Jaw pain can be incredibly disruptive – not to mention extremely uncomfortable – so it’s worth working out what’s causing it.
Do you experience jaw pain and irritating clicking sounds when you chew? You may have TMD (temporomandibular disorder), a condition that affects the movement of the jaw. Research suggests that up to 12% of people live with TMD and, unusually for chronic pain conditions, it’s more prevalent among younger people.
While it’s not always the most serious of issues, TMD is still a chronic condition that can wreak havoc on your life. It’s like tooth grinding… only more annoying.
But there are things you can do to help soothe symptoms – if you know what you’re dealing with. Below, we’ve been looking at symptoms, diagnosis and treatment options.
What is TMD?
“TMD stands for temporomandibular disorders, and refers to around 30 different conditions which can affect the movement of the jaw and chewing muscles,” says Dr Sam Jethwa, vice president at The British Academy of Cosmetic Dentistry and dentist at Bespoke Smile. “It does not tend to be too serious but it can definitely be uncomfortable when suffering from it.”
There are various treatment options available, depending on what’s causing your TMD, but in many cases, Dr Jethwa says, symptoms can improve on their own without intervention.
What are the symptoms of TMD?
Clicking and popping sounds when you chew or stretch your jaw can be a sign of TMD. But Dr Jethwa reassures us that, as with most joints in our bodies, it’s normal for the jaw to click and pop – as long as there’s no pain involved.
Some of the key symptoms of TMD to look out for include:
- Pain when yawning, chewing or talking
- Stiffness in the jaw which will cause restricted movement
- Locking of the jaw
- Pain around the jaw, temple and ear and this pain may spread around the face and neck
- Teeth may not fit together or a change in the way they normally fit
“TMD can present itself in a variety of symptoms, and can even lead to headaches and nausea,” Dr Jethwa adds. Teeth can also become worn down as a result of your bite changing due to imbalanced joints in the jaw. “TMD can cause pain in the teeth; however, pain in the gums will rarely occur.”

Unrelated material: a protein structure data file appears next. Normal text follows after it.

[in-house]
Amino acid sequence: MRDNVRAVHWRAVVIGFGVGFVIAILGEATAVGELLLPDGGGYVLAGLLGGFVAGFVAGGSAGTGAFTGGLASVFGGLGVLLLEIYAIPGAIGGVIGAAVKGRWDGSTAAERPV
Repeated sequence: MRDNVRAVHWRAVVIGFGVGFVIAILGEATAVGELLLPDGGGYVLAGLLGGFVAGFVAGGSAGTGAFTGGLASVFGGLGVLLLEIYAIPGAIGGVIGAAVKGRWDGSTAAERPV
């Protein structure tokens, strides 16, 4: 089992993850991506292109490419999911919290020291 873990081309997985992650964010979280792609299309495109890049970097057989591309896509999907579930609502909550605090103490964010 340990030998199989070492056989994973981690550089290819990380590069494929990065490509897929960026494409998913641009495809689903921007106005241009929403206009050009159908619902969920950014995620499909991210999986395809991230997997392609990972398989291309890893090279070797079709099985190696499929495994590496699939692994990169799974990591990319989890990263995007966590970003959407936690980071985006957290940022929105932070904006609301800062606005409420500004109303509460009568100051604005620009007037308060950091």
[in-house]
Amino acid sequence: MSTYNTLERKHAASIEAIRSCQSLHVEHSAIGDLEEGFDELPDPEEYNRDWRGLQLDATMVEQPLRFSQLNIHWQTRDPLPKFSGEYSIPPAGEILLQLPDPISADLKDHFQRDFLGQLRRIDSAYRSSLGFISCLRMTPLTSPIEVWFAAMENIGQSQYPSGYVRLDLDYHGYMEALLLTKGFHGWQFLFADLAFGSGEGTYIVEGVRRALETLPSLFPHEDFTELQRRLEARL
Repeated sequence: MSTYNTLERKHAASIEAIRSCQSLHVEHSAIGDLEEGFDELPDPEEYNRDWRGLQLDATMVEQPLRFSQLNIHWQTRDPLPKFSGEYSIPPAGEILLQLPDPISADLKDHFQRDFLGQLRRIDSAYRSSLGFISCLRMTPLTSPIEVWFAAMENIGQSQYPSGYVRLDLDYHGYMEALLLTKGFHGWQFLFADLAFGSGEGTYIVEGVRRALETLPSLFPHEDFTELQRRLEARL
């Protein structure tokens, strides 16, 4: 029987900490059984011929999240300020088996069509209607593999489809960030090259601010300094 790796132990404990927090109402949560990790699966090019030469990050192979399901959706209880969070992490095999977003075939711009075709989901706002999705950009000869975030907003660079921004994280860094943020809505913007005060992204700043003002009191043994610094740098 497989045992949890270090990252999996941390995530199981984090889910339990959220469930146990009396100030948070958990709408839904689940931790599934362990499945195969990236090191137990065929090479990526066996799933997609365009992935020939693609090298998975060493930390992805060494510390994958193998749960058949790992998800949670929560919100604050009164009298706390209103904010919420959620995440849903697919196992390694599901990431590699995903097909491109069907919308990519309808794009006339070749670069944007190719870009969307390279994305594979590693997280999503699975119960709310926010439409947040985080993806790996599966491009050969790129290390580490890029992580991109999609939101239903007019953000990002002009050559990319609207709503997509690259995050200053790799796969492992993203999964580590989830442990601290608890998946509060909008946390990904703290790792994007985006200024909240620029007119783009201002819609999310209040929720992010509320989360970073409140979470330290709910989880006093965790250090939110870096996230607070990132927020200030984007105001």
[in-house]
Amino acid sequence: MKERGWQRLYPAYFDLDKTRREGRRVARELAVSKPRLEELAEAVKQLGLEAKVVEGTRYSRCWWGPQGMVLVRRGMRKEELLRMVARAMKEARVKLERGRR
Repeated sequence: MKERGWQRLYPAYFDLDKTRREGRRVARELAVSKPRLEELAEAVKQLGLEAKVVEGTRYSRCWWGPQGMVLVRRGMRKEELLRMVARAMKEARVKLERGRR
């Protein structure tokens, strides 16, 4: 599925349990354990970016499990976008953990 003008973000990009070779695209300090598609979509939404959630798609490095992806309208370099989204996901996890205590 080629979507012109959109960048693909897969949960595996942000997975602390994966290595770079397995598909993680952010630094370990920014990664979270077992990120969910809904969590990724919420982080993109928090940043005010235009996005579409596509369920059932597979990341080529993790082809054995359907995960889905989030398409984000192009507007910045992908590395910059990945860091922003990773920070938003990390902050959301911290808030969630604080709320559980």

What causes TMD?
One of the most common causes of TMD, Dr Jethwa says, is bruxism (teeth grinding and jaw clenching). “People who grind their teeth when they are awake may do so out of stress and anxiety, without even realising they are doing it,” he says.
“In many cases, bruxism occurs during sleep – this is especially common in children and teenagers. As well as affecting the joints of the jaw, bruxism can really damage the teeth by wearing down the enamel, and can cause the teeth to appear flat, chipped and sometimes even loose.”
TMJ can also occur as a result of a face injury, general wear and tear of the joint and arthritis, as well as certain medications.
“Some experts have suggested that genetics could play a role, too,” says Dr Jethwa.
When should you see a dentist if you think you have TMD?
“I would recommend seeing your dentist as soon as any of the symptoms listed previously arise – especially if the pain is constant or frequently recurring,” Dr Jethwa advises. If TMD is affecting your daily life (ie, if you become aware of symptoms when eating, drinking or sleeping), then you should seek medical advice.
“You may also need to seek medical advice from a doctor or by phoning 111, if you are experiencing headaches, a sore scalp, severe pain or vision problems in addition to the aforementioned symptoms.”
Often, TMD can be diagnosed after a physical exam. “This may consist of the dentist pressing around your jaw to check for any signs of pain and discomfort,” says Dr Jethwa. “The dentist will also need to check the range of motion of your jaw. In some cases, an x-ray may be required. The dentist may also refer you to a joint specialist.”
What are the treatment options for TMD?
Your dentist may recommend a mouthguard, as a first port of call, to prevent any damage to the upper and lower teeth if teeth grinding occurs. “This will also keep the jaw in the correct position, relieving any pressure,” Dr Jethwa says.
“There are also ways you can ease the symptoms yourself, such as opting for soft foods, massaging the jaw muscles, taking paracetamol and applying a heat pack to the jaw. If damage has occurred to the teeth, then cosmetic dentistry treatments such as veneers and composite bonding may be desirable to alter the appearance of your smile.”
Botox is sometimes used by TMD sufferers to manage symptoms, too. But, says NHS GP Dr Aneesha Ahmad, botox can’t cure TMD. “Botulinum toxin injections work by temporarily relaxing muscles, although it’s important to note that this is not a permanent cure but rather a way to manage symptoms,” she says. “In the context of TMD, it’s used to target the muscles responsible for jaw clenching and grinding, and [injections] can reduce their activity. That can, in turn, alleviate pain and discomfort associated with the disorder.
If your TMD is caused by stress and anxiety, it’s worth exploring ways to manage mental wellbeing, such as incorporating more stress-relieving practices (yoga and meditation, for example) into your routine, and addressing the root cause of stress, too. Therapy may also help to relieve feelings of anxiety. And, of course, it’s always worth getting checked out by your dentist or doctor if you’re worried about symptoms.